Understanding Climate Mobility in Southern Ethiopia: Insights from the CEMENT Field Research

Image: Jin-Ho Chung

In southern Ethiopia, a region already grappling with socio-economic challenges, the added strain of frequent droughts affects the mobility of many young smallholder farmers towards urban centres in search of livelihoods as unskilled laborers. To delve deeper into this issue, a diverse team from SoGE TSU, Addis Ababa University, and Arba Minch University embarked on field research under the Climate Mobility, Onward Precarity and Urban Environment (CEMENT) project. Over the past three months, this interdisciplinary team has worked passionately to gather and analyse data on how climate change influences mobility strategies among farming families.

The research team, led by Dr Jin-ho Chung from SoGE TSU, included a robust mix of experts. Dr Thomas Torora Minda from Arba Minch University, along with Dphil students Girum Tesfaye Arega and Temesgen Chibssa Etana from Addis Ababa University, brought their expertise in meteorology and social anthropology to the field research. The team conducted their field research in southern Ethiopia between January and April 2024. 

The team focused on three primary research questions:

  1. The extent to which drought influences family mobility decisions
  2. The decision-making processes within these families
  3. How rural-to-urban mobility affects the livelihoods of these families.

Their approach was to provide a nuanced understanding of climate mobility, recognising the complexities of voluntary and forced movements, which can be seasonal, circular, or short-distance, and often involve various stages of mobility and immobility.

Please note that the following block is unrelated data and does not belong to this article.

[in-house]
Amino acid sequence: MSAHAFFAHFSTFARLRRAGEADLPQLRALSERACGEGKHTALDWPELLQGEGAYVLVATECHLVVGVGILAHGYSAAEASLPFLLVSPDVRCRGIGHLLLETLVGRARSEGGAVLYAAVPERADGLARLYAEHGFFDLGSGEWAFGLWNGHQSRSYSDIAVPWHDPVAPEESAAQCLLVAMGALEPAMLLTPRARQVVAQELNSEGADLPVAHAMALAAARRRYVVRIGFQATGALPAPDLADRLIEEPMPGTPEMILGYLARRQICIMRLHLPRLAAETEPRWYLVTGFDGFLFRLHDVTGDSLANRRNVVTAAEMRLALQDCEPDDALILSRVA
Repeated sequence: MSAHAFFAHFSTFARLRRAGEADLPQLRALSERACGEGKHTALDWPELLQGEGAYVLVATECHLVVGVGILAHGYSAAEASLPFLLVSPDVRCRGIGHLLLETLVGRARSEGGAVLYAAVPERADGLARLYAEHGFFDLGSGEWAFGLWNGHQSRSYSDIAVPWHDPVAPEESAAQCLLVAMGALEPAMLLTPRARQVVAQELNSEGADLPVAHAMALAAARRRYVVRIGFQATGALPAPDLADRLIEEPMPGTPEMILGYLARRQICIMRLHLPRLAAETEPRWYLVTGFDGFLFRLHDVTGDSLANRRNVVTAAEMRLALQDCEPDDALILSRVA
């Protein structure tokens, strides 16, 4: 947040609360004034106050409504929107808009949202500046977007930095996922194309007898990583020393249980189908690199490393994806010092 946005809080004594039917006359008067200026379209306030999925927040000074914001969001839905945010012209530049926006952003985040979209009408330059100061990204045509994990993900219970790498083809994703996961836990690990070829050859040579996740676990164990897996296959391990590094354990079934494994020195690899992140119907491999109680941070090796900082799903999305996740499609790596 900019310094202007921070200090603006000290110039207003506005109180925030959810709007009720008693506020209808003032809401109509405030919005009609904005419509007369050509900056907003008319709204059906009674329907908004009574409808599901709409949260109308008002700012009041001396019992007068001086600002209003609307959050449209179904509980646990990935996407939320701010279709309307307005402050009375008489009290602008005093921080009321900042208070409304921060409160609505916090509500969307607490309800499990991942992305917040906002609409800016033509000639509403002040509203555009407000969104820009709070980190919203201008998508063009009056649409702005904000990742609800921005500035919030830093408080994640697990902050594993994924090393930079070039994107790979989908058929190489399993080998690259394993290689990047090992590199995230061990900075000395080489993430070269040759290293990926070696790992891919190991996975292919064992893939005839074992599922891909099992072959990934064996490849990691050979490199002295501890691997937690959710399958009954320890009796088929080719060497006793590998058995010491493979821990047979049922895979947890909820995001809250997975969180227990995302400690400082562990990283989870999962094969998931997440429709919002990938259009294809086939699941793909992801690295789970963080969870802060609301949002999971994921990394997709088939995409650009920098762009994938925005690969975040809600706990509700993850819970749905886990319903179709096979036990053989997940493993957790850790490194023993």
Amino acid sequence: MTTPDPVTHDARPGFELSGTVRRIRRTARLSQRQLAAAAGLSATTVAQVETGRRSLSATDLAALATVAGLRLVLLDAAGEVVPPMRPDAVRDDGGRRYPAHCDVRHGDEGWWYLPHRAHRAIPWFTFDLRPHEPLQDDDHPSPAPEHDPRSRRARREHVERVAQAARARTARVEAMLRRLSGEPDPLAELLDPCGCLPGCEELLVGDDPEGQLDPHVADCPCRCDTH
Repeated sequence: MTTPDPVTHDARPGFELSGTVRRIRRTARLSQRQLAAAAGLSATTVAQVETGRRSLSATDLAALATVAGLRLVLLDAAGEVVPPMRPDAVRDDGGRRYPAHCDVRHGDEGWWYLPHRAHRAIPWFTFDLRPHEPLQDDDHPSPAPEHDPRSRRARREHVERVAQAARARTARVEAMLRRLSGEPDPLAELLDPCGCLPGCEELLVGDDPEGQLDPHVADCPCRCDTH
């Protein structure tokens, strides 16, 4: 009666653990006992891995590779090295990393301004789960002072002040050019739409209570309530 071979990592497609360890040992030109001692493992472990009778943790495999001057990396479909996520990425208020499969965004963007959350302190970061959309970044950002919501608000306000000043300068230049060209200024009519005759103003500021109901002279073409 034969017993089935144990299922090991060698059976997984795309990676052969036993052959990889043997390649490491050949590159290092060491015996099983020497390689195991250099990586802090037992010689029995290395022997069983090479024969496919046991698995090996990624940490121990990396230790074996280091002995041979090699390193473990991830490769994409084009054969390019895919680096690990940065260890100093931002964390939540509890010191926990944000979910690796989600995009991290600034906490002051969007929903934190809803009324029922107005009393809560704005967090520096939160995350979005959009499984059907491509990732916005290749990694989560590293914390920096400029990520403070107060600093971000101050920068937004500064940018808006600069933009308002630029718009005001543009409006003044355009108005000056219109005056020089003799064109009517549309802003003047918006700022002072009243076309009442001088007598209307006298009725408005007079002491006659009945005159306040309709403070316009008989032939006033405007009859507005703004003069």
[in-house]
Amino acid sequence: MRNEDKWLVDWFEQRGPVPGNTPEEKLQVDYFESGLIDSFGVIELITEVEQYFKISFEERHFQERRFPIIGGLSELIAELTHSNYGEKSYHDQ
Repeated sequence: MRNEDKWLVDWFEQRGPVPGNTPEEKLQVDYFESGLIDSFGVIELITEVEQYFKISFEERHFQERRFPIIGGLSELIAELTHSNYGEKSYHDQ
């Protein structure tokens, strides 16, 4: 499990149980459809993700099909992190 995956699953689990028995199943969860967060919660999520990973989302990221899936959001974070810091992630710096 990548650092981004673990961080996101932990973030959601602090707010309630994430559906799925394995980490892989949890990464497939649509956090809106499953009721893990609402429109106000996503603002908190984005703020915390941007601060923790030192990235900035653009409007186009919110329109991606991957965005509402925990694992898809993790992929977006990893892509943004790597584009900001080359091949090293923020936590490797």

Field research was conducted in the Sidama Region and Gamo Zone, specifically in the kebeles of Hanja Chafa, Lebu Koromo, Otolo, and Fetele Doronje. The team completed 56 interviews (32 men and 24 women) with smallholder farmers, local leaders, and government officials, shedding light on the hardships and mobility patterns shaped by climatic and socio-economic factors.

Preliminary key findings revealed that many young male smallholders, particularly those impacted by severe droughts in 2021 and 2022, moved to cities to take up temporary jobs like garbage collection and construction. Their decisions were influenced by factors such as land ownership and previous mobility experiences. Interestingly, the mobility of women in these families was significantly affected by their marital status.

With a wealth of qualitative data now gathered, the next phase for the team involves analysing these findings in Oxford in collaboration with Dr Thomas’s quantitative climate data. Additionally, the team plans to collaborate with IOM Ethiopia to refine intervention strategies that are effective and equitable. CEMENT not only aims to better understand the dynamics of climate mobility but also seeks to offer insights that can guide future policies, ensuring they address the real needs of vulnerable smallholder farmers affected by climate change. 

The CEMENT project, and its extensive field research efforts, have been made possible through the support of the UKRI ESRC New Investigator Grant. Collaboration with local experts from Addis Ababa University and Arba Minch University has been crucial to our work. We are particularly grateful to Dr. Fekadu Adugna Tufa and Demeke Tsehay Dibekullu, who serve on the project’s advisory board in Ethiopia, for their invaluable support and guidance throughout the research process. Special thanks also to our lovely driver Terefe Tesfaye and field coordinator Jeong-hyun Cho. 


For more information, please visit the project website: https://www.tsu.ox.ac.uk/research/cement/index.html

Dr Jin-ho Chung gives some insight into the  field research for the Climate Mobility, Onward Precarity and Urban Environment (CEMENT) project. Over the past three months, this team has gathered and analysed data about how climate change influences mobility strategies among farming families in southern Ethiopia.